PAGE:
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So, I’m reading this book, Wife 22 by Melanie Gideon (a new author for me, my favorite author is Tess Gerritsen but I’m always checking out different books and authors because I’m an avid reader let me get off this tangent and get to my point) and I’ve just read this line that hit me so hard I literally had to close the book and get up for a minute.

It seems like we’ve gotten to the point where our experiences, our memories–our entire lives, actually–aren’t real unless we post about them online.

Yes, it is ironic (or is it? I’m one of those Philistines who consistently misuses the word “ironic”) that I’m doing the very thing that line is talking about, but where else am I going to share this profound revelation I just experienced? (Don’t answer that.) I started thinking about how I’ve given up Facebook for Lent and how, ever since Ash Wednesday at least once a day I have a thought I want to post on Facebook. Then I have to remind myself that I can’t and why. And then I start thinking about why I wanted to post it in the first place instead of just keeping it in my head or saying it to my husband like people used to do back in the long-ago days before social media.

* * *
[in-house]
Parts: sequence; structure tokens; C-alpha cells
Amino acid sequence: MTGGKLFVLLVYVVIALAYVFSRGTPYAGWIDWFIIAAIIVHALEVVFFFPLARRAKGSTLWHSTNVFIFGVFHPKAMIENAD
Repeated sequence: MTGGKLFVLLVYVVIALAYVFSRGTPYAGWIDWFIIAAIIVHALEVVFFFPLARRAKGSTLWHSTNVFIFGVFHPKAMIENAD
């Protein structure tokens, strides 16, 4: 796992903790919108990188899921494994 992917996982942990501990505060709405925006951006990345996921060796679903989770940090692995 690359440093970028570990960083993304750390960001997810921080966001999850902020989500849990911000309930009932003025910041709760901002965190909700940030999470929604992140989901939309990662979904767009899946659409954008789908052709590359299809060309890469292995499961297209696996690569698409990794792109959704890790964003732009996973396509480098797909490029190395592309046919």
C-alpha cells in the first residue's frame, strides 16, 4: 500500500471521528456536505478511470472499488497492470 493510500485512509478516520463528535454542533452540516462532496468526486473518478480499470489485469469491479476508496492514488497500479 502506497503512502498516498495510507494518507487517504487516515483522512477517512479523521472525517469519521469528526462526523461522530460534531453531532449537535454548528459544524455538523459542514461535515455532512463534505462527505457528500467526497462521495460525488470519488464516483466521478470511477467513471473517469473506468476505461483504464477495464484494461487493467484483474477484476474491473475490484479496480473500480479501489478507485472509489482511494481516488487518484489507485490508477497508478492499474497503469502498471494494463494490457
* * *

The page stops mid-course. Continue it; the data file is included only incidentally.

I suppose I seek validation. Isn’t that what most people who are on Facebook want, though? What makes me worse than anyone else? What is the purpose of publishing your every mundane thought, if not to have it validated by someone?

How did people validate themselves before Facebook, I wonder. I was alive then, but I can’t really remember. Just like I can’t remember how people checked movie times at dinner before smart phones.  Or how people did anything before the Internet.

Maybe no one needed validation. At least not to the degree we all seem to need it now. Maybe just having the thought or the experience was enough. Maybe we thought accolades and applause were for those who truly achieved something noteworthy, instead of someone who managed to get through a day without losing their job or their kid. Such is our culture now.